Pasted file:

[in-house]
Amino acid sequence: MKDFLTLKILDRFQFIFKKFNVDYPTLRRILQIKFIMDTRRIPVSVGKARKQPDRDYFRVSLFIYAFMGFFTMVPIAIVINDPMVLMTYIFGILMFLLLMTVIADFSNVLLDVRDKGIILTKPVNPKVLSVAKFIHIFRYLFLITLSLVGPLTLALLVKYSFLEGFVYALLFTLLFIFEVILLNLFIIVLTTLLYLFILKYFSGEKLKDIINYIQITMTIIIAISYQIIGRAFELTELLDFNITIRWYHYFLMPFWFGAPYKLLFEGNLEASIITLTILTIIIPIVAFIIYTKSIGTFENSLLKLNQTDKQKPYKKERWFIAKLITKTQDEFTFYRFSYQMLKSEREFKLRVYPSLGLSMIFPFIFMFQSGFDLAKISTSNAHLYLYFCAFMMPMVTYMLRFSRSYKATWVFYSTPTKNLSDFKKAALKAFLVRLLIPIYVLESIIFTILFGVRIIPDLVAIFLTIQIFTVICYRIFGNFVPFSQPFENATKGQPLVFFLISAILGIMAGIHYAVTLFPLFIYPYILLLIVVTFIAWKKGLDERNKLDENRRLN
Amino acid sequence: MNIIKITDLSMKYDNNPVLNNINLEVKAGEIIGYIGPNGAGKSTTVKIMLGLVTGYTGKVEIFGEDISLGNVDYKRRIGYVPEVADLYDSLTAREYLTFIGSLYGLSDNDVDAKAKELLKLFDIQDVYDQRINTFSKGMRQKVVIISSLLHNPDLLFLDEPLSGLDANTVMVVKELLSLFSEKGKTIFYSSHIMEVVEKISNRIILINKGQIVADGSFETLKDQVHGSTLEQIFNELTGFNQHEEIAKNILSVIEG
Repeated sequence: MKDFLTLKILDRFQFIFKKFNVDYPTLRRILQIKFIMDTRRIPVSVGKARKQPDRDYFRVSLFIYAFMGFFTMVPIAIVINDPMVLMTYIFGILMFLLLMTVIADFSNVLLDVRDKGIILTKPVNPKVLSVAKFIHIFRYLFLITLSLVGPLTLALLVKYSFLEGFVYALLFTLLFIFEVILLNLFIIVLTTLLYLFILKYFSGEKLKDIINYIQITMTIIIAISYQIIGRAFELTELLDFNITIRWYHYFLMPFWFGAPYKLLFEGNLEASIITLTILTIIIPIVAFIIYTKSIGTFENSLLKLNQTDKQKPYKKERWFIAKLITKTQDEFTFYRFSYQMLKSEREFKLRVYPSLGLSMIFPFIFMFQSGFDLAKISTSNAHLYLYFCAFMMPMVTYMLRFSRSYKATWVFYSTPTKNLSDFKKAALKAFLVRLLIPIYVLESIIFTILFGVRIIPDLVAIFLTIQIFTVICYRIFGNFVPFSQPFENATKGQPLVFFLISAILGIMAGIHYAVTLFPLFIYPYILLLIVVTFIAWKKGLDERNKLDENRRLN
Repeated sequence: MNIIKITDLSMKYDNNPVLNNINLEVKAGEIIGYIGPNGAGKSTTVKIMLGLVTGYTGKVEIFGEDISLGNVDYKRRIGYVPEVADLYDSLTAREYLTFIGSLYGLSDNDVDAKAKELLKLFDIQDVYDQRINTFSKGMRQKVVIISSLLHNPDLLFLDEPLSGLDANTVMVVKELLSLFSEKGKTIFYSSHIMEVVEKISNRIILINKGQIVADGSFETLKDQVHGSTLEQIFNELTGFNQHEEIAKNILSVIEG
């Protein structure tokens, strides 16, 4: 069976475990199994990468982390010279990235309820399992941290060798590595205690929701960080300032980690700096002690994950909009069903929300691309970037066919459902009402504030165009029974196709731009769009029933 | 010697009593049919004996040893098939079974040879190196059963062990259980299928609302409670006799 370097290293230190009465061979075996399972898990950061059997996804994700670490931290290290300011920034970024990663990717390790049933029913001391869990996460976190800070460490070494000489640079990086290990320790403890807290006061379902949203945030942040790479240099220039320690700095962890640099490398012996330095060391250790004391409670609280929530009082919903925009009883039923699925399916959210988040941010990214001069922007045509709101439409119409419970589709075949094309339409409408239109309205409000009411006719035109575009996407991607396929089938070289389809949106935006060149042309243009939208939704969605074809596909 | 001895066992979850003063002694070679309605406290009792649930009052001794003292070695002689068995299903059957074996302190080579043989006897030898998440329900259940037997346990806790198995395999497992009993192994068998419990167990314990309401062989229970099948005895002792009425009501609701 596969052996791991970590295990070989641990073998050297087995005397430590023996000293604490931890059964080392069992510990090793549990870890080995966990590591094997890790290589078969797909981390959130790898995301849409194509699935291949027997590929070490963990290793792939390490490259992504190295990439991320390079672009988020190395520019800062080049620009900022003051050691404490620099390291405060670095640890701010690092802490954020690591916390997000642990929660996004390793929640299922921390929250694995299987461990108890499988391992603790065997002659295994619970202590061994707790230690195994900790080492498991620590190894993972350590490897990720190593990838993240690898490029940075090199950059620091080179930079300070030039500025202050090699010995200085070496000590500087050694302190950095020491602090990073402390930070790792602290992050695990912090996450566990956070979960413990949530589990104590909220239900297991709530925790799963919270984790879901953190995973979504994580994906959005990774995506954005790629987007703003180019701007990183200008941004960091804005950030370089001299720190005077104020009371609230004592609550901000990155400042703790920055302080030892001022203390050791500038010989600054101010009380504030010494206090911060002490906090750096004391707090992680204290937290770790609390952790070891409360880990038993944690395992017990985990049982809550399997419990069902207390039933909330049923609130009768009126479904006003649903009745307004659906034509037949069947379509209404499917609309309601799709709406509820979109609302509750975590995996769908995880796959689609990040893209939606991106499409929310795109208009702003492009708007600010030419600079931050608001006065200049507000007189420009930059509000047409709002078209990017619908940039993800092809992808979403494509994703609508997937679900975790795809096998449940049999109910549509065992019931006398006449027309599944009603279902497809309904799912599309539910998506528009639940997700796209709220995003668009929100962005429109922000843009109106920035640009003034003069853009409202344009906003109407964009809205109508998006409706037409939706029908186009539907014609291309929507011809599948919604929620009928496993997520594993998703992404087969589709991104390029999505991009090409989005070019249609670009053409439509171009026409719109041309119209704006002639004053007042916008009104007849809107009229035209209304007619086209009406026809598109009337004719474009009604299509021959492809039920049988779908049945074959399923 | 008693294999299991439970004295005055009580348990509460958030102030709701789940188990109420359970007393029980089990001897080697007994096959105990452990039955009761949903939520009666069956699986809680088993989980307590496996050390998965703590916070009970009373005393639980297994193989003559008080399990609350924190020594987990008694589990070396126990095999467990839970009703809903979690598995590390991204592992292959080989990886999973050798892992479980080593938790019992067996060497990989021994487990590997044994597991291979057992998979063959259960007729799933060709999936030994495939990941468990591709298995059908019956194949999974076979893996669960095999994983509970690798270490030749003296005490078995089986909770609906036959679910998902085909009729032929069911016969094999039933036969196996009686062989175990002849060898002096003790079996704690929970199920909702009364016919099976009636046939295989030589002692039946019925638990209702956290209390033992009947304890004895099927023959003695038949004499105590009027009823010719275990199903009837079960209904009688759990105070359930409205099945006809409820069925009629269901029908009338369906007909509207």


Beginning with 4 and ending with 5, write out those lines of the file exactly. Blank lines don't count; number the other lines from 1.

Repeated sequence: MKDFLTLKILDRFQFIFKKFNVDYPTLRRILQIKFIMDTRRIPVSVGKARKQPDRDYFRVSLFIYAFMGFFTMVPIAIVINDPMVLMTYIFGILMFLLLMTVIADFSNVLLDVRDKGIILTKPVNPKVLSVAKFIHIFRYLFLITLSLVGPLTLALLVKYSFLEGFVYALLFTLLFIFEVILLNLFIIVLTTLLYLFILKYFSGEKLKDIINYIQITMTIIIAISYQIIGRAFELTELLDFNITIRWYHYFLMPFWFGAPYKLLFEGNLEASIITLTILTIIIPIVAFIIYTKSIGTFENSLLKLNQTDKQKPYKKERWFIAKLITKTQDEFTFYRFSYQMLKSEREFKLRVYPSLGLSMIFPFIFMFQSGFDLAKISTSNAHLYLYFCAFMMPMVTYMLRFSRSYKATWVFYSTPTKNLSDFKKAALKAFLVRLLIPIYVLESIIFTILFGVRIIPDLVAIFLTIQIFTVICYRIFGNFVPFSQPFENATKGQPLVFFLISAILGIMAGIHYAVTLFPLFIYPYILLLIVVTFIAWKKGLDERNKLDENRRLN
Repeated sequence: MNIIKITDLSMKYDNNPVLNNINLEVKAGEIIGYIGPNGAGKSTTVKIMLGLVTGYTGKVEIFGEDISLGNVDYKRRIGYVPEVADLYDSLTAREYLTFIGSLYGLSDNDVDAKAKELLKLFDIQDVYDQRINTFSKGMRQKVVIISSLLHNPDLLFLDEPLSGLDANTVMVVKELLSLFSEKGKTIFYSSHIMEVVEKISNRIILINKGQIVADGSFETLKDQVHGSTLEQIFNELTGFNQHEEIAKNILSVIEG